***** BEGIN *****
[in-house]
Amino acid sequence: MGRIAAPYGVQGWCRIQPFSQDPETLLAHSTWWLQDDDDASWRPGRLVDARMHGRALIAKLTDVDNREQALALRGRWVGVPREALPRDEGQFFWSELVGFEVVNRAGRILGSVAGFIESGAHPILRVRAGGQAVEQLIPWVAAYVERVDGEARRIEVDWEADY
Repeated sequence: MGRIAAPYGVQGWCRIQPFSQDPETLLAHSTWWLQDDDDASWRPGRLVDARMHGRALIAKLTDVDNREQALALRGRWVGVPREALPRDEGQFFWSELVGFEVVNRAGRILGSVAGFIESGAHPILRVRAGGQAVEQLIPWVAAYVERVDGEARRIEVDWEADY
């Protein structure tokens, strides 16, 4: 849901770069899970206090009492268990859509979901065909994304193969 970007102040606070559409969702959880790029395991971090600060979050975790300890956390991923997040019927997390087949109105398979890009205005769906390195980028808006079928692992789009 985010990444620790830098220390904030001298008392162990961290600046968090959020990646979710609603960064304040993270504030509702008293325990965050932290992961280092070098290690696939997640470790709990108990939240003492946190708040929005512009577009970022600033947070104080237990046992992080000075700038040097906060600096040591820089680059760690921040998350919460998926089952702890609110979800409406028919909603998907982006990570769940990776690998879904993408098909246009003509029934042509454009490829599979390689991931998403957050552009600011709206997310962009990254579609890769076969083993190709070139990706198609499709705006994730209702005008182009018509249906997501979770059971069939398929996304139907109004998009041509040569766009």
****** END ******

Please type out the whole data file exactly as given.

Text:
[in-house]
Amino acid sequence: MGRIAAPYGVQGWCRIQPFSQDPETLLAHSTWWLQDDDDASWRPGRLVDARMHGRALIAKLTDVDNREQALALRGRWVGVPREALPRDEGQFFWSELVGFEVVNRAGRILGSVAGFIESGAHPILRVRAGGQAVEQLIPWVAAYVERVDGEARRIEVDWEADY
Repeated sequence: MGRIAAPYGVQGWCRIQPFSQDPETLLAHSTWWLQDDDDASWRPGRLVDARMHGRALIAKLTDVDNREQALALRGRWVGVPREALPRDEGQFFWSELVGFEVVNRAGRILGSVAGFIESGAHPILRVRAGGQAVEQLIPWVAAYVERVDGEARRIEVDWEADY
């Protein structure tokens, strides 16, 4: 849901770069899970206090009492268990859509979901065909994304193969 970007102040606070559409969702959880790029395991971090600060979050975790300890956390991923997040019927997390087949109105398979890009205005769906390195980028808006079928692992789009 985010990444620790830098220390904030001298008392162990961290600046968090959020990646979710609603960064304040993270504030509702008293325990965050932290992961280092070098290690696939997640470790709990108990939240003492946190708040929005512009577009970022600033947070104080237990046992992080000075700038040097906060600096040591820089680059760690921040998350919460998926089952702890609110979800409406028919909603998907982006990570769940990776690998879904993408098909246009003509029934042509454009490829599979390689991931998403957050552009600011709206997310962009990254579609890769076969083993190709070139990706198609499709705006994730209702005008182009018509249906997501979770059971069939398929996304139907109004998009041509040569766009």